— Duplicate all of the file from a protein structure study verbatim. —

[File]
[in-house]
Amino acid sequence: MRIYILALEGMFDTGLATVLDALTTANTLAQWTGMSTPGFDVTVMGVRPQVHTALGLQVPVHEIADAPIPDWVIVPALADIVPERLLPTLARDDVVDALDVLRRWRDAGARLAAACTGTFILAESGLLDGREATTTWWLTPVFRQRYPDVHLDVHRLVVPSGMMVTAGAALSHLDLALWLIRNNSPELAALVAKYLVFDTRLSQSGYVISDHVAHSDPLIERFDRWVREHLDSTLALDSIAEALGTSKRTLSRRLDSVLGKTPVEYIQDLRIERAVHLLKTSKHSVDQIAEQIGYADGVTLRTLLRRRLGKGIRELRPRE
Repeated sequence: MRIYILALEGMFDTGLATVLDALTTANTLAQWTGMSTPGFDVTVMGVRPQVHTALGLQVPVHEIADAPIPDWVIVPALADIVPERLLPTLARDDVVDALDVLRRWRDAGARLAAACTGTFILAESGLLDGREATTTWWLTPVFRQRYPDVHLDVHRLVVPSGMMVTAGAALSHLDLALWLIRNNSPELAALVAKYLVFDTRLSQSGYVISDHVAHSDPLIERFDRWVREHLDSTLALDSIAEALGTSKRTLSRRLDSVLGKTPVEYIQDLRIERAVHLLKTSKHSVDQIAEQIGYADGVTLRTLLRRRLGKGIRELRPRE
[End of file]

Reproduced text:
[in-house]
Amino acid sequence: MRIYILALEGMFDTGLATVLDALTTANTLAQWTGMSTPGFDVTVMGVRPQVHTALGLQVPVHEIADAPIPDWVIVPALADIVPERLLPTLARDDVVDALDVLRRWRDAGARLAAACTGTFILAESGLLDGREATTTWWLTPVFRQRYPDVHLDVHRLVVPSGMMVTAGAALSHLDLALWLIRNNSPELAALVAKYLVFDTRLSQSGYVISDHVAHSDPLIERFDRWVREHLDSTLALDSIAEALGTSKRTLSRRLDSVLGKTPVEYIQDLRIERAVHLLKTSKHSVDQIAEQIGYADGVTLRTLLRRRLGKGIRELRPRE
Repeated sequence: MRIYILALEGMFDTGLATVLDALTTANTLAQWTGMSTPGFDVTVMGVRPQVHTALGLQVPVHEIADAPIPDWVIVPALADIVPERLLPTLARDDVVDALDVLRRWRDAGARLAAACTGTFILAESGLLDGREATTTWWLTPVFRQRYPDVHLDVHRLVVPSGMMVTAGAALSHLDLALWLIRNNSPELAALVAKYLVFDTRLSQSGYVISDHVAHSDPLIERFDRWVREHLDSTLALDSIAEALGTSKRTLSRRLDSVLGKTPVEYIQDLRIERAVHLLKTSKHSVDQIAEQIGYADGVTLRTLLRRRLGKGIRELRPRE